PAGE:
2013 Award Recipient: SARAH STEWART JOHNSON
Sarah Stewart Johnson
The relentless red deserts of Mars resonate with meaning. They are places where no one has ever gone, and where no one alive today may ever go. How do we make sense of their silent wilderness? In my mind, the canon of desert literature is incomplete without them. … I hope [this project] will help readers appreciate this stark, compelling landscape, and to expand their understanding of what the desert is and where it can be found.
In short, using scenes from both Mars and from similarly harsh environments on Earth, the book will provide a meditation on, and a vivid description of, the stunning resiliency of life: how it can adapt to an environment, wedge into a crevasse, and hang on against all odds. —Sarah Stewart Johnson
The Ellen Meloy Fund for Desert Writers has awarded Sarah Stewart Johnson of Cambridge, Mass., a $3,000 grant to support research and writing for Pale Red Dot, a work of creative nonfiction that will explore the connections between deserts on Earth and the environments of nearby planets. Her project will take her to the Yilgarn Craton on the edge of the Nullabor Plain in Western Australia, a billion-year-old geologic formation that “mirrors what Mars once was.”
Johnson’s childhood home was in Kentucky. As a college freshman she joined a research team "headed into the heart of the Mojave" to test a prototype of the Mars Rover. Since then her Mars research has taken her to deserts "all over the world, from the Patagonian Steppe to the polar deserts of Antarctica to the salt flats of Western Australia." Between field campaigns in the Mojave, she once stayed “in a tent at the base of the Granite Mountains for over a month writing for hours each day in a small yellow book.”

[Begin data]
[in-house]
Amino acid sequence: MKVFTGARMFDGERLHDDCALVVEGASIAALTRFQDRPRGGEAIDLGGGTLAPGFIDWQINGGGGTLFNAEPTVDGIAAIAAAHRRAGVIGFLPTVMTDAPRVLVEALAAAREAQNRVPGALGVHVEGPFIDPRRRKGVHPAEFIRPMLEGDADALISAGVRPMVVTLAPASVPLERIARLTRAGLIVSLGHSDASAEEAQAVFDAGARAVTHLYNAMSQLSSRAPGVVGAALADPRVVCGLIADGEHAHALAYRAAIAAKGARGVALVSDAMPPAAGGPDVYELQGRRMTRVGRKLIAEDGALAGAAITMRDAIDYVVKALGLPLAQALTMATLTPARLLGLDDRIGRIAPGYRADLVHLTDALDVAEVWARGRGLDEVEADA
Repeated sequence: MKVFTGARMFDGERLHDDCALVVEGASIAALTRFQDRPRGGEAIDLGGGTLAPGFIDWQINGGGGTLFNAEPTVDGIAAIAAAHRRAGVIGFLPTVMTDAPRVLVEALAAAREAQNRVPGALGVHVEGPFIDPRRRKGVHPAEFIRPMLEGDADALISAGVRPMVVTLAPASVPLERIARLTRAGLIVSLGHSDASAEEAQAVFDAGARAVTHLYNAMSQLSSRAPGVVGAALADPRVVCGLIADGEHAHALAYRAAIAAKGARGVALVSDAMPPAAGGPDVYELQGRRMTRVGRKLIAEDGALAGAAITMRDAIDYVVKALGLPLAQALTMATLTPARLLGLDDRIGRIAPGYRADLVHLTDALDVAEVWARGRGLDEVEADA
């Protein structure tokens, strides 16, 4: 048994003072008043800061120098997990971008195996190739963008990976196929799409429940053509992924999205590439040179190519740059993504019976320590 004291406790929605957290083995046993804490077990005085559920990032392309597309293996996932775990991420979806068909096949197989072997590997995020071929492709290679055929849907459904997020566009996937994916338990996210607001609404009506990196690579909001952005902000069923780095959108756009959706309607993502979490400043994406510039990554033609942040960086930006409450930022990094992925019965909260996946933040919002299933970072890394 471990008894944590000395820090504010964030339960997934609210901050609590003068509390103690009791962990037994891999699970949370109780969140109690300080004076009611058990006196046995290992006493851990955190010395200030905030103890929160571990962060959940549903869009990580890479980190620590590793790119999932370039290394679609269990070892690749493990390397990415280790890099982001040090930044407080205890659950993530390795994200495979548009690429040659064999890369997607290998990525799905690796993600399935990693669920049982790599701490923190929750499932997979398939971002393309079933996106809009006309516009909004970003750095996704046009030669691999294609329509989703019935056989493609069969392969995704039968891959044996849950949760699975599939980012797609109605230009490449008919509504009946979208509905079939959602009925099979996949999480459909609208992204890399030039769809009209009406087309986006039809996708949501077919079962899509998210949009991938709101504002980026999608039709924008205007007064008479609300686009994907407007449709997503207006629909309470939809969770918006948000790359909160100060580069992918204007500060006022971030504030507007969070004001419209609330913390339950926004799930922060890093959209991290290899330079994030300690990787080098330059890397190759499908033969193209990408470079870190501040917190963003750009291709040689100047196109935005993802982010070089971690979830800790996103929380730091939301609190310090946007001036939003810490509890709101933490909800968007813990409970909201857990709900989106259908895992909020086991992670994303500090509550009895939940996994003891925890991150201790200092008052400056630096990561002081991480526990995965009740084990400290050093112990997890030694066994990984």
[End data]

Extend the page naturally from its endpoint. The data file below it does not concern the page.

“It is through writing” she says, “that I’ve found the most success in reconciling the great mysteries around me.”
Upon receiving the award, Johnson says, "Ellen Meloy was drawn to the desert's immense, trembling landscape, and her rigorous and courageous exploration of its far reaches drew us with her. To be given an award in her name is such a gift. I can only aspire to write so beautifully.”
Awards Committee member Ann Walka described Johnson’s work as providing “an exhilarating perspective on desert literacy proposed by a writer who has the depth of experience, intellectual rigor, and lyrical sensibility to take us to two fantastic, barely known landscapes. I love both the strangeness and the scope of the proposal and the grace and wisdom in her writing.”
Don Snow, chair of the Meloy Fund Awards Committee, noted how Johnson’s proposal stretches the boundaries of how deserts may be defined. “Her scientific imagination has led her to make some truly fascinating analogies,” he says. “In light of the rapid spread of deserts in the era of anthropogenic climate change, it may behoove all of us to confront the image of what may be the ultimate desert, the planet Mars. Committee members were utterly intrigued with Sarah’s plan to use the Yilgarn Craton as a Martian analog.”
Johnson holds a Ph.D. in Planetary Science from MIT; a M.Sc. in Biology from the University of Oxford; a B.A. in Philosophy, Politics, and Economics from Oxford and a B.A. in Mathematics and Environmental Studies from Washington University in St. Louis. Along with fellowships from NASA, the White House, Harvard University, and the International Institute for Sustainable Development, Johnson has received numerous awards and scholarships.
The Ellen Meloy Fund supports writers whose work reflects the spirit and passion for the desert embodied in Meloy’s writing and in her commitment to a “deep map of place.” Before her untimely death in 2004, Meloy published four books, numerous articles, and radio commentaries. Her last book, Eating Stone, won the John Burroughs Association Medal for 2007. An earlier work, The Anthropology of Turquoise, was a finalist for the Pulitzer Prize.
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